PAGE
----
Thursday, 01 October, 2020

Democratic Taiwan has just sent a huge message to China - Steve Cardownie

China says Taiwan policy intact despite election results Sixty countries including Belize congratulate President Tsai of Taiwan on her re-election
Deanna Wagner | 16 January, 2020, 23:27

The special thing is that this military exercise of Tsai is taking place at a time when China has said that Taiwan should be brought under its control by force in its territory.

The poll, conducted by the Cross-Strait Policy Association after Saturday's elections, showed that 59.5 percent of the respondents said they had confidence in Tsai's handling of cross-strait affairs, while 59.8 percent said the Communist Party of China should resume talks with the DPP.

Such statements infuriate Beijing, which wants a return to the "One China" principle favoured by the main rival she saw off in the race for president, Han Kuo-yu from the Kuomintang party.

"We don't have a need to declare ourselves an independent state", Tsai told BBC, adding, "We are an independent country already and we call ourselves the Republic of China, Taiwan".

The Chinese mainland's policy toward Taiwan remains unchanged in the wake of the island's recent elections, a spokesperson said Wednesday.

President Tsai Ing-wen, who was re-elected after a landslide on January 11 after promising to stand up to China's threats, has made strengthening the Taiwanese defense a top priority, including strengthening the domestic defense industry so that high-tech Equipment such as submarines can be made.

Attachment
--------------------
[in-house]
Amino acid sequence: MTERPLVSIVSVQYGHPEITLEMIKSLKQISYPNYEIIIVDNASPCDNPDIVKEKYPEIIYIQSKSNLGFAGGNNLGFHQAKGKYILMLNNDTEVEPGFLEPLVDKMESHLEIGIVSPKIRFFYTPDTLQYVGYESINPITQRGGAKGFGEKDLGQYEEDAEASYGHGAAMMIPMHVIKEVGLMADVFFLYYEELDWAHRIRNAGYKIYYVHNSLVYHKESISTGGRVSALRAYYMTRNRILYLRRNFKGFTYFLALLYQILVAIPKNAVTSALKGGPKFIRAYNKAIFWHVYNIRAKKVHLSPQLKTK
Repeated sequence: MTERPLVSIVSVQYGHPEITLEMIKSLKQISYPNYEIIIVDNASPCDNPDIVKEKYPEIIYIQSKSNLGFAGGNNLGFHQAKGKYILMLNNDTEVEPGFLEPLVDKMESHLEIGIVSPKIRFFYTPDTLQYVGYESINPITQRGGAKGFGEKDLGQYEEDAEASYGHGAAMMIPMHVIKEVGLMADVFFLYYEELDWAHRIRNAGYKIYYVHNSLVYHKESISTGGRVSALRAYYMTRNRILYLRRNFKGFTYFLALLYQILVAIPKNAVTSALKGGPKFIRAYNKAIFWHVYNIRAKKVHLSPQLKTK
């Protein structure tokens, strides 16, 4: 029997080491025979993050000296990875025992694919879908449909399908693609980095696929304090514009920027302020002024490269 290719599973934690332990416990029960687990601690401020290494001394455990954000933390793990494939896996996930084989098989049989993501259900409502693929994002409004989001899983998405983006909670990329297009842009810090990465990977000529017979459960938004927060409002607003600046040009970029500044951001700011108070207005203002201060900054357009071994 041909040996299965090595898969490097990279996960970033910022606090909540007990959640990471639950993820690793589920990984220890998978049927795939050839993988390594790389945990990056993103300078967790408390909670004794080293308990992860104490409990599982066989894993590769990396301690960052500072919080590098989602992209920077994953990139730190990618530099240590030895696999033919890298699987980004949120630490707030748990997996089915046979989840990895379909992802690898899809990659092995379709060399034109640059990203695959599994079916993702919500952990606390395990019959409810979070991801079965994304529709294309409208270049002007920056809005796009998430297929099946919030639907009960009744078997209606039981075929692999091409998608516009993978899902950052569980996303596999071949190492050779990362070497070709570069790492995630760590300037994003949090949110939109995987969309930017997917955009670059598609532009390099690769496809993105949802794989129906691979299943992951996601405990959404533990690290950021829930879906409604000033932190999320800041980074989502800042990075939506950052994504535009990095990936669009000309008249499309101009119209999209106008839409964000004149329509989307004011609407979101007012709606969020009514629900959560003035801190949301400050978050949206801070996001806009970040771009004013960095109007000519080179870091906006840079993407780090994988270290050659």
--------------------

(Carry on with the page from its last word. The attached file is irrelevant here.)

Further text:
In all such drills, the assumed enemy is the military of China.

In recent years, that concept of One China has proved a useful compromise, Taiwanese supporters of it argue.

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The U.S. was quick to congratulate Tsai on her election win, with Secretary of State Michael Pompeo calling Taiwan a "model for the Indo-Pacific region and a force for good in the world". Taipei considers the Republic of China, the official name of Taiwan, its "One China".

China has not so far flexed its military muscles in response to the vote, but state media has suggested it is an option.

"We're a successful democracy, we have a pretty decent economy, we deserve respect from China".

"They don't like the idea of being threatened all the time".

"If Tsai supports the Tsai administration in making a new provocative move, it will have to bear the consequences", he warned.

Beijing, which has promised one day to take Taiwan by force if necessary, does not like Tsai, who has launched herself as a defender of liberal democratic values against an increasingly authoritarian China.

"Invading Taiwan is something that is going to be very costly for China".